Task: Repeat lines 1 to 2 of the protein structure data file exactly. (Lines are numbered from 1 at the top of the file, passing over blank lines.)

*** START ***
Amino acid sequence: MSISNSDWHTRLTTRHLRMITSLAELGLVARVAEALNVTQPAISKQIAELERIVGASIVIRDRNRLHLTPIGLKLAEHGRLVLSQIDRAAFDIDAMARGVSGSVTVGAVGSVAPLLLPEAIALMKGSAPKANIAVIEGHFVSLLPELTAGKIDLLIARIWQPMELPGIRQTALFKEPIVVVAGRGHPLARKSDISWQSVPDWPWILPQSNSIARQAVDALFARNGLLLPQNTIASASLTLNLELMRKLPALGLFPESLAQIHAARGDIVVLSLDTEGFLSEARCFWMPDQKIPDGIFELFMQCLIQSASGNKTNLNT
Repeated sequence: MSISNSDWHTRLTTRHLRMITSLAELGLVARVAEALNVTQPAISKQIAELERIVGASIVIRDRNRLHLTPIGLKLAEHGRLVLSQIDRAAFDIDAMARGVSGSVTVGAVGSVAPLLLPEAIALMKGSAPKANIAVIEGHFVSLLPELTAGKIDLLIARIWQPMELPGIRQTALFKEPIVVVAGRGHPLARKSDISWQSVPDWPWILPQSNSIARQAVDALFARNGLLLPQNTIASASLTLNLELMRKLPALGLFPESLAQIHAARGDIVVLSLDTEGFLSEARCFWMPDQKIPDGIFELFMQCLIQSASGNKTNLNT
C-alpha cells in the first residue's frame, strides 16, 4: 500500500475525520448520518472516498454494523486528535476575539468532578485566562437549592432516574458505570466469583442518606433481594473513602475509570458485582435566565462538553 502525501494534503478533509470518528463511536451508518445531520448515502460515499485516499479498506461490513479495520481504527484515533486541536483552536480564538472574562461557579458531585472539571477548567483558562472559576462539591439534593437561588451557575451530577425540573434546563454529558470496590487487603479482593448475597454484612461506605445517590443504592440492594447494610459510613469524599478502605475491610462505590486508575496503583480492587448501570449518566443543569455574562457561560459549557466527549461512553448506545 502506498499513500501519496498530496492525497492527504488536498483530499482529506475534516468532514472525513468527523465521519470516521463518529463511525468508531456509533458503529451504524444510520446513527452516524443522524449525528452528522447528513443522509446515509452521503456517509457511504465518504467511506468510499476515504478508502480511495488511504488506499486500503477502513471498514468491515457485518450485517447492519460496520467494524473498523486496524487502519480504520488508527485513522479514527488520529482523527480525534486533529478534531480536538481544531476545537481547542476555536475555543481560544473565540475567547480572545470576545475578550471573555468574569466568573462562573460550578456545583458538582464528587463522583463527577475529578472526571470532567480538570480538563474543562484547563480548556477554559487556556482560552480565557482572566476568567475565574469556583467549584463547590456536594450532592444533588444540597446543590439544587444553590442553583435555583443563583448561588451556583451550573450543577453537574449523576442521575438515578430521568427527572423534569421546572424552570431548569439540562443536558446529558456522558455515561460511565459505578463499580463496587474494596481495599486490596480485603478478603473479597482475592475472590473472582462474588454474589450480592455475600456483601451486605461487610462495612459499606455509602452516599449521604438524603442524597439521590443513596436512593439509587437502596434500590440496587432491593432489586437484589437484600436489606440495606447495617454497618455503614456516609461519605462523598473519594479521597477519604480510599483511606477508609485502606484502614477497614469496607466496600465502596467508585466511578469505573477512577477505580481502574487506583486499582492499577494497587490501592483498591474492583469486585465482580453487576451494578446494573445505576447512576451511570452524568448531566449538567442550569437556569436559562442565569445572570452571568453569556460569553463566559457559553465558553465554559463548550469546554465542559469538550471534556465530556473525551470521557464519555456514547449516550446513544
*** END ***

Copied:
Amino acid sequence: MSISNSDWHTRLTTRHLRMITSLAELGLVARVAEALNVTQPAISKQIAELERIVGASIVIRDRNRLHLTPIGLKLAEHGRLVLSQIDRAAFDIDAMARGVSGSVTVGAVGSVAPLLLPEAIALMKGSAPKANIAVIEGHFVSLLPELTAGKIDLLIARIWQPMELPGIRQTALFKEPIVVVAGRGHPLARKSDISWQSVPDWPWILPQSNSIARQAVDALFARNGLLLPQNTIASASLTLNLELMRKLPALGLFPESLAQIHAARGDIVVLSLDTEGFLSEARCFWMPDQKIPDGIFELFMQCLIQSASGNKTNLNT
Repeated sequence: MSISNSDWHTRLTTRHLRMITSLAELGLVARVAEALNVTQPAISKQIAELERIVGASIVIRDRNRLHLTPIGLKLAEHGRLVLSQIDRAAFDIDAMARGVSGSVTVGAVGSVAPLLLPEAIALMKGSAPKANIAVIEGHFVSLLPELTAGKIDLLIARIWQPMELPGIRQTALFKEPIVVVAGRGHPLARKSDISWQSVPDWPWILPQSNSIARQAVDALFARNGLLLPQNTIASASLTLNLELMRKLPALGLFPESLAQIHAARGDIVVLSLDTEGFLSEARCFWMPDQKIPDGIFELFMQCLIQSASGNKTNLNT